A dog trainer’s job looks fun and exciting. But, this highly-rewarding job comes with its own challenges. Let’s look at some of them.
They work more with people than with dogs
Dog training sounds like training the dogs, right? But in fact, it begins with training the owners first. So if one is not comfortable talking to people much, dog training is not for them. Crafting the psychology of dog owners is of paramount importance. Because, to enable dogs to adapt to their surroundings, their trainers need to be trained first. Dog owners experience behavioral swings while dealing with their beloved pets from time to time. So, Dog training school trains the owners to act as both parents and therapists.
Some learn on their own while others seek professional certification
Many dog lovers convert their passion into income by getting into dog training using their dog-handling experiences. Their long affinity and understanding of dog nature allow them to step up and help others with the process. Then, there are others who want to seek this incredibly rewarding career but don’t have prior dog training expertise or knowledge. Such aspirants pick up professional courses and dog training certification programs to equip themselves with the necessary skill set. It also helps them to prove their credibility in the market.
They get along with other trainers
Dog trainers are not lone rangers. They often reach out to other trainers and seek an apprenticeship. Nobody knows it all. It pays to collaborate and share. The primary goal is to help as many owners and dogs as they can. If the number of clients becomes overwhelming, a company is most rewarding. To meet client expectations, trainers have to be aware of the latest know-how in the industry. That is why dog trainers often get together for conferences, certifications, and brainstorming sessions. Dog training schools often need more than one method to train a certain behavior.
Most are self-employed
Most of the trainers don’t work for a company or organization. They are self-employed. They are entrepreneurs running their own businesses often with limited employees. That comes with a price. Often they’re running the entire business process single-handedly. They’ve to become a jack of all trades. A good trainer is not only equipped with the right dog-training skills, but also marketing, networking, accounting, PR, and client support, just to name a few. They are their own decision-maker. Trainers choose this stressful business model for the sheer commitment and passion for what they love.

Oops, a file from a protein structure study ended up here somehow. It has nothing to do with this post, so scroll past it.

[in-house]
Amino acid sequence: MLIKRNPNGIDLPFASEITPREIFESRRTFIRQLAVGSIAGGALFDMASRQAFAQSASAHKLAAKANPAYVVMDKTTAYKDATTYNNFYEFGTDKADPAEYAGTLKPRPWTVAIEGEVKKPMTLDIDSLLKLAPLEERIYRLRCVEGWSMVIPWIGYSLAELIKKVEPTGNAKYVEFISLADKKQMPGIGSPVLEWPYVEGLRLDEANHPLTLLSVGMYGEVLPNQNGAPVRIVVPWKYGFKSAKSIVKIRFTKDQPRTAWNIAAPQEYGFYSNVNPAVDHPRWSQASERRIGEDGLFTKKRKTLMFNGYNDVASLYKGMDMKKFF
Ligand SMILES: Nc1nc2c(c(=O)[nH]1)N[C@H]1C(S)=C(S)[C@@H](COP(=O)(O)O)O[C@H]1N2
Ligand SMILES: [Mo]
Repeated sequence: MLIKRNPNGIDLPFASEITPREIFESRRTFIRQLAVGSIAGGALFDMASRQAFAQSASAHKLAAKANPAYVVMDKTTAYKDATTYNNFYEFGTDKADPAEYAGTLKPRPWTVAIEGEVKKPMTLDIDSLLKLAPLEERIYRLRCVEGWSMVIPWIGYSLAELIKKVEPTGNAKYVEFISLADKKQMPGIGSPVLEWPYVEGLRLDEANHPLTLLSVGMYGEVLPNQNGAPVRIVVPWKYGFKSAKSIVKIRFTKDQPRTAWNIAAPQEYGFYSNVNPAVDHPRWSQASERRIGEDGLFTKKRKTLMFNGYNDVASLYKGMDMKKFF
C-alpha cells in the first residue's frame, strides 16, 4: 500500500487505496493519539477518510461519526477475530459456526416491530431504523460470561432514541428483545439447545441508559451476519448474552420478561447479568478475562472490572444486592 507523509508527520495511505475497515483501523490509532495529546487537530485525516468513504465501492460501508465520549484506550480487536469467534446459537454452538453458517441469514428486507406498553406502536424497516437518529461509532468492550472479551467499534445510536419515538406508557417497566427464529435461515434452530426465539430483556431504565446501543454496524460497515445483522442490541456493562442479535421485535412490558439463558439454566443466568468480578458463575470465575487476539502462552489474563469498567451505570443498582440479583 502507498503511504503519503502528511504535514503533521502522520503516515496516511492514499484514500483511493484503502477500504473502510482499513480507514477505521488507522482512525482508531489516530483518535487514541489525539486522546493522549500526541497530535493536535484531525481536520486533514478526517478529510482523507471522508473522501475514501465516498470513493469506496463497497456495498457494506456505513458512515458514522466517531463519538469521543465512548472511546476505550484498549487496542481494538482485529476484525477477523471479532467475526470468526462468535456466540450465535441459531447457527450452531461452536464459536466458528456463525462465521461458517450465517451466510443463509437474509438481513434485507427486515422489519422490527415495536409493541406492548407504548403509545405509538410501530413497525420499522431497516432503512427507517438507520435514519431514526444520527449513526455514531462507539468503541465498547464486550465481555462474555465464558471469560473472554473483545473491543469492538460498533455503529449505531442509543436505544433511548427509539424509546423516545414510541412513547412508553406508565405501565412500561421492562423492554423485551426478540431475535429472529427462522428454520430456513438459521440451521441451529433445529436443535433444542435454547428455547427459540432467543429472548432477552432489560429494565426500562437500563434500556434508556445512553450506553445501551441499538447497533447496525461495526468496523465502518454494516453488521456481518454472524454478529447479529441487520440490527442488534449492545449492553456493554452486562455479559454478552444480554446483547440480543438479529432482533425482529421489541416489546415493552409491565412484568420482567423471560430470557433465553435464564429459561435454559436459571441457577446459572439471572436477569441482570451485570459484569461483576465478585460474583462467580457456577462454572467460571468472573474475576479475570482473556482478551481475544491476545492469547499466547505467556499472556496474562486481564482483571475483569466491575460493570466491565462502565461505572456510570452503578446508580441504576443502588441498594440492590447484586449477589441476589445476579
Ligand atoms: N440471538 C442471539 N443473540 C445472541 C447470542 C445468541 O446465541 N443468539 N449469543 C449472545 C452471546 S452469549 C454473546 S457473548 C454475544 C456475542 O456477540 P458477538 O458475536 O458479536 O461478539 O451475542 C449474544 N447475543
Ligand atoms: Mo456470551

Trainers think like dogs
Dog trainers have to become a part dog. Sounds weird? Well, it’s not. They have to get into the minds of their furry clients to understand them well. It’s extremely important to see from a dog’s point of view, to understand why it’s doing what it is not supposed to do. Negative canine emotions show up when dogs are in absolute variance with their human companion. Trainers have to quickly gauge such situations and handle it competently to avoid unnecessary clashes.
They approach each dog individually
No two dogs are the same. They all come with their own whims and fancies. Each dog has its own instincts, fears, response time, and unique behaviors. Dog trainers don’t expect all of them to follow a single code of conduct. A competent trainer evaluates each dog differently and maps out a training plan befitting the individual. Some dogs may be super-responsive while others need a sterner approach. Trainers often reach out to canine behaviorists to seek support.
Dog trainers are not perfect. Their own dogs might have issues. But, that is not the point. All dog trainers must have had a life-changing emotional exchange with their pets that inspired them to get into this line of work. We respect that.